I rode my bike to work yesterday. It’s been an age since I’ve had the bike out of the shed, but it was a nice day and the trip would take me along the beach for a couple of miles and then through some nice parks. So why not? I pumped the tyres up, put my iPhone in its handlebar holster, set up Runkeeper and then plotted my trajectory with Google Maps.
I was given a few different routes. I didn’t pick the shortest. I picked the scenic route. I really wanted to ride along the beach. Google said it’d take me about 34 minutes. Google lied. Google lied big time. It took me 45 minutes. Google is pretty smart with ETAs when you’re driving. It takes account of live traffic information and known road surface info. It’s not quite so smart when you’re cycling.
The extra riding time did give me ample time to think just how smart Google Maps could get though. It could pull weather data and then add a couple of minutes because I’m riding into a strong headwind. From past data it could know I’m a bit off the average at hill climbs and add another couple of minutes. But I’m fearless on the descent – take a minute off. I’m cycling with Mrs P, so factor in her data. She’d normally do this ride five minutes slower than me. But she speeds up a little if we’re riding together, so only add three minutes.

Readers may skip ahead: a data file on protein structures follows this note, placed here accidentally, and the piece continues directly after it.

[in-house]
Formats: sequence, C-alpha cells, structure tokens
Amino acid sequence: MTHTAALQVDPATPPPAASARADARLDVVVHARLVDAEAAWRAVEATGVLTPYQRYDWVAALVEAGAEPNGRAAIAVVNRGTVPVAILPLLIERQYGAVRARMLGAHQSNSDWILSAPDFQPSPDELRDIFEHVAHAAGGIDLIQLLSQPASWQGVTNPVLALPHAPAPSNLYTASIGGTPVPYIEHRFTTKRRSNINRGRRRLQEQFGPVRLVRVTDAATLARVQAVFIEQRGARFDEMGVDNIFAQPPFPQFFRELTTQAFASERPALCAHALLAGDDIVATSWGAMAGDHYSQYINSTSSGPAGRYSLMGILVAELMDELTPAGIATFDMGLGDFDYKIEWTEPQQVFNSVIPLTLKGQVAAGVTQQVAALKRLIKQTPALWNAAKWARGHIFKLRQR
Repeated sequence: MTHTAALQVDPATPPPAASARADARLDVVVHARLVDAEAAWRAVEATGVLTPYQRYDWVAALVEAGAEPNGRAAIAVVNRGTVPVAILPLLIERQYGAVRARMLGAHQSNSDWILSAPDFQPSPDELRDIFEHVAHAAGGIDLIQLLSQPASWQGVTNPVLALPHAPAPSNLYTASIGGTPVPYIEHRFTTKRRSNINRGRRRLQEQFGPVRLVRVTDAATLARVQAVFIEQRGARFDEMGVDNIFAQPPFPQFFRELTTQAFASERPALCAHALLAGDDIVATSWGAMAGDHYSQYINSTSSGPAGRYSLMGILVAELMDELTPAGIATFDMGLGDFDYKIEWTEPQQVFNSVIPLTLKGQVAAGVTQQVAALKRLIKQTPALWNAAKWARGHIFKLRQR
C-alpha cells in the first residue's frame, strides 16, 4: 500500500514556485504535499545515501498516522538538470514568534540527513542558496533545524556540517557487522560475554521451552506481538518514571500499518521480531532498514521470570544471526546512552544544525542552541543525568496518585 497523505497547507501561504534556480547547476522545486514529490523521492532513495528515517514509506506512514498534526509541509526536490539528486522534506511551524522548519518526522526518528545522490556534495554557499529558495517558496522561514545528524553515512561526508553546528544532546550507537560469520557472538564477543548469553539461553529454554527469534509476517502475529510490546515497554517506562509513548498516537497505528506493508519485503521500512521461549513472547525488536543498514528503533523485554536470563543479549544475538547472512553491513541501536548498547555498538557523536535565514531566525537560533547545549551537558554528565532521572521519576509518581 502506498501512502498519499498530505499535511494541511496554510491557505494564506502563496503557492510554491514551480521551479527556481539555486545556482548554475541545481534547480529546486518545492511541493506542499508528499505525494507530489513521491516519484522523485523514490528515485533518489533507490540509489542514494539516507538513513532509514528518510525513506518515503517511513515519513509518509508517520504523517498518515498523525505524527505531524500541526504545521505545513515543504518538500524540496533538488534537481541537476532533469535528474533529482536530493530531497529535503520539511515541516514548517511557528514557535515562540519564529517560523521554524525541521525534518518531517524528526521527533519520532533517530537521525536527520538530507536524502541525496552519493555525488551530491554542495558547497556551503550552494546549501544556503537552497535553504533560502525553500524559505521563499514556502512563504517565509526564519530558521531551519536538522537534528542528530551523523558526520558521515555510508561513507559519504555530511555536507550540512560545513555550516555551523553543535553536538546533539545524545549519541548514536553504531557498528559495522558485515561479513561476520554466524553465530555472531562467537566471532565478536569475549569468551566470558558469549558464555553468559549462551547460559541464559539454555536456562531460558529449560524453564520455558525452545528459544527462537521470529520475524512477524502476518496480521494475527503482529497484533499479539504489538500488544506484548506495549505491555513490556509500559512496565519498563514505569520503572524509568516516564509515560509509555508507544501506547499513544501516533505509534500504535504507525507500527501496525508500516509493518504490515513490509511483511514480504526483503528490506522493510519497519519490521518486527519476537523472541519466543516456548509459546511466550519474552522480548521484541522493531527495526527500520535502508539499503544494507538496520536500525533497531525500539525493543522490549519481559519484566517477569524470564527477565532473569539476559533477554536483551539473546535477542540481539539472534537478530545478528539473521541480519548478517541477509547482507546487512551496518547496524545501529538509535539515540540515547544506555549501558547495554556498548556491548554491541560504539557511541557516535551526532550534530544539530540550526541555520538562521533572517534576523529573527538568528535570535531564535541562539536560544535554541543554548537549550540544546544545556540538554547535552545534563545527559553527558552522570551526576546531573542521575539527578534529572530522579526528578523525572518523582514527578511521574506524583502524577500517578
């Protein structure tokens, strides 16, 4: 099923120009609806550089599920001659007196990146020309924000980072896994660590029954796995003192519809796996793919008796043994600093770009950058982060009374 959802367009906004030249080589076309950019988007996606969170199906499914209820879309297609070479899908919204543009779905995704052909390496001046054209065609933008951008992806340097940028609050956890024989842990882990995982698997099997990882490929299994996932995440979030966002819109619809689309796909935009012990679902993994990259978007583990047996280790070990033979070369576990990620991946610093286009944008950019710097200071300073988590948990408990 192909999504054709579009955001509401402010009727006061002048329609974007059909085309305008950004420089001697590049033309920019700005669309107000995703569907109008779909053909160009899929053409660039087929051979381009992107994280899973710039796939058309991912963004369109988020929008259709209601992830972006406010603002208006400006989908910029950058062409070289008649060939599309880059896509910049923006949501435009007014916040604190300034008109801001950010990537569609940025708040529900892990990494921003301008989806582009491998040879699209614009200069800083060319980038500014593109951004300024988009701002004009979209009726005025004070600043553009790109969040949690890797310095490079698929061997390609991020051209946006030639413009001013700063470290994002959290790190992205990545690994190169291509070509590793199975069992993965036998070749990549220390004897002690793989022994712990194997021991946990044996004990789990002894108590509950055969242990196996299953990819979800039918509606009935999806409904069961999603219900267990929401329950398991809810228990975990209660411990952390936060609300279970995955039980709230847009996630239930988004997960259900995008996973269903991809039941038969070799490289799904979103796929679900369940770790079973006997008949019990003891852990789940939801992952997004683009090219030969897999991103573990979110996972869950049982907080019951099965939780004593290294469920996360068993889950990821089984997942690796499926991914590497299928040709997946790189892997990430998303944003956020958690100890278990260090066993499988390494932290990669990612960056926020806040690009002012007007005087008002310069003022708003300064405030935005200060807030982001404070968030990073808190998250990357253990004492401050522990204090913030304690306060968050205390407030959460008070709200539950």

Google should know I haven’t been on my bike in an age and add a couple of minutes on the last ride. Google should also know I stopped at the bakers and can tell from Apple Pay that I bought three big sausage rolls, a meat pie, chips and a bottle of Coke. Add another four minutes for being a fat, gluttonous so and so. And minus off a week on life expectancy. Really. With all that heart rate/diet/exercise/personal stats data available on my iPhone, Google should be able to build a killer app that can give me an ETA not just to my next destination, but also the final one.